© Hilmar Ebert, Aachen    Chess - a Draw Game …!

Plies

+

1. 2. 3. 4. 5.

6.

Time

kN

07

/14

0.19

1.e4 d5 2.ed5: Sf6 3.Lb5+ Ld7 4.Lc4 c6 5.Sc3 b5

6.Lb3 b4

 00''

<
08

/14

0.19

1.e4 d5 2.ed5: Sf6 3.Lb5+ Ld7 4.Lc4 c6 5.Sc3 b5

6.Lb3 b4

 00''

<
09

/14

0.19

1.e4 d5 2.ed5: Sf6 3.Lb5+ Ld7 4.Lc4 c6 5.Sc3 b5

6.Lb3 b4

 00''

<
10

/14

0.19

1.e4 d5 2.ed5: Sf6 3.Lb5+ Ld7 4.Lc4 c6 5.Sc3 b5

6.Lb3 b4

 00''

<
11

/14

0.19

1.e4 d5 2.ed5: Sf6 3.Lb5+ Ld7 4.Lc4 c6 5.Sc3 b5

6.Lb3 b4

 00''

<
12

/29

0.16

1.e4 Sc6 2.Sf3 e5 3.Lc4 Lc5 4.d4 ed4: 5.Sg5 Sh6 6.Sf7 Lb4+

 00''

230
13 /35 0.19 1.e4 d5 2.de5: Dd5: 3.Sc3 Da5 4.Sf3 Sf6 5.Lc4 Sc6 6.d3 Lg4 08'' 7.807
14 /42 0.19 1.e4 d5 2.ed5: Sf6 3.d4 Sd5: 4.Sf3 Lg4 5.Sbd2 Sc6 6.Lb5 Dd7 28'' 27.267
15 /46 0.19 1.e4 e5 2.Sf3 Sf6 3.Sc3 Sc6 4.Lb5 Sd4 5.Lc4 d6 6.Sg5 d5 01' 32'' 86.139
16 /45 0.22 1.e4 e6 2.Sc3 d5 3.d4 de4: 4.Sd4: Sd7 5.Sf3 Sgf6 6.Ld3 Se4: 04' 38'' 266.568
17 /49 0.19 1.e4 d5 2.Sf3 Sf6 3.Se5: De7 4.Sf3 De4:+ 5.Le2 Df5 6.Sc3 Le7 10' 18'' 594.922
18 /53 0.19 1.e4 d5 2.ed5: Dd5: 3.Sc3 De6+ 4.Le2 Dg6 5.Lf3 Sf6 6.Sge2 e5 25' 24'' 1.505.028
19 /53 0.25 1.e4 d5 2.ed5: Dd5: 3.Sc3 Dd6 4.Sf3 Sf6 5.d4 a6 6.Ld3 Sc6 1 h 51' 6.544.283

20

/56

0.22

1.e4 e6 2.d4 d5 3.Sd2 c5 4.dc5: Sf6 5.e5 Sfd7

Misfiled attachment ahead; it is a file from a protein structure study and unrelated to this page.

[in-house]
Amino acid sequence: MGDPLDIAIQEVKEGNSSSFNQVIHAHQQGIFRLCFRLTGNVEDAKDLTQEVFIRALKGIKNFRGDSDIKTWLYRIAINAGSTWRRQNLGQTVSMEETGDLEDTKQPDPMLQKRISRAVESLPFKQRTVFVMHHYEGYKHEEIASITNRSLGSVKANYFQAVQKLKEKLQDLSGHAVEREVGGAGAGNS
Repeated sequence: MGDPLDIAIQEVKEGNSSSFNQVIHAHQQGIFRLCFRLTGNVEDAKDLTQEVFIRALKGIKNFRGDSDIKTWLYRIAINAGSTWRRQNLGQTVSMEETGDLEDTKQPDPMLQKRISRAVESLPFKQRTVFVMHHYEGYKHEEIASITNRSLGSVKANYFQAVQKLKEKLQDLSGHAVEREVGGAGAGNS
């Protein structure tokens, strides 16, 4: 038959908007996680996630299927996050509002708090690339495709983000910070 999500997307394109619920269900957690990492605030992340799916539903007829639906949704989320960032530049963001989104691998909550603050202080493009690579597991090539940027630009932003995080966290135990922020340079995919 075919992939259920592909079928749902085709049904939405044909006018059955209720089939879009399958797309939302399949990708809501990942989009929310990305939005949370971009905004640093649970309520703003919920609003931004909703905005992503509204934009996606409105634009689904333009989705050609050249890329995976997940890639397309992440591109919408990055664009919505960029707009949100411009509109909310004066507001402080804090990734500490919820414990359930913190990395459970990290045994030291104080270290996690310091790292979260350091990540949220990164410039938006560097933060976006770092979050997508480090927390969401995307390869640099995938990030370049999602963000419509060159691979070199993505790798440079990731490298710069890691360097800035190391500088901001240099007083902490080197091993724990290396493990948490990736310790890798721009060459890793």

6.Sgf3 Dc7

4 h 30' 16.433.202

21

/58

0.16

1.e4 e6 2.d4 d5 3.Sd2 Sf6 4.e5 Sfd7 5.Sgf3 c5

6.c3 Sc6

8 h 05’

30.481.052

22

/99

0.22

1.e4 e5 2.Sf3 Sc6 3.Lc4 Lc5 4.d3 Sf6 5.0-0 0-0

6.Sc3 d6

32 h 25’

124.671.851

23

/68

0.22

1.e4 e6 2.d4 d5 3.Sc3 Sf6 4.Lg5 de4: 5.Se4: Sbd7

6.Sf3 h6

97 h 15’

375.716.329

24

/73

0.16

1.e4 e6 2.d4 d5 3.Sd2 Sf6 4.e5 Sfd7 5.f4 c5

6.dc5: Sc6

192 h 40’

729.183.489

25

/96

0.19

1.e4 e6 2.d4 d5 3.Sd2 Sf6  4.e5 Sfd7 5.f4 c5

6.dc5: Sc6

477 h 39

1.857.254.803

26

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0.??

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  Here a more practical approach ... the analysis of the initial array of the chess game by one of the two leading chess programs ...!  
(Fritz-8 Athlon 3200+, 280 MB RAM, infinitive analysis, 1 variation ...)

 

"From the standpoint of von Neumann-Morgenstern game theory [von Neumann and Morgenstern (1944)] chess may be described as a trivial game. It is a two-person, zero-sum game of perfect information. Therefore the rational strategy for play is obvious: follow every branch in the game tree to a win, loss, or draw - the rules of the game guarantee that only a finite number of moves is required. Assign 1 to a win, 0 to a draw, and -1 to a loss, and minimax backwards to the present position."

Handbook of Game Theory Vol 1, Chapter 1   The Game of Chess. by  Herbert A. Simon  &  Jonathan Schaeffer

 

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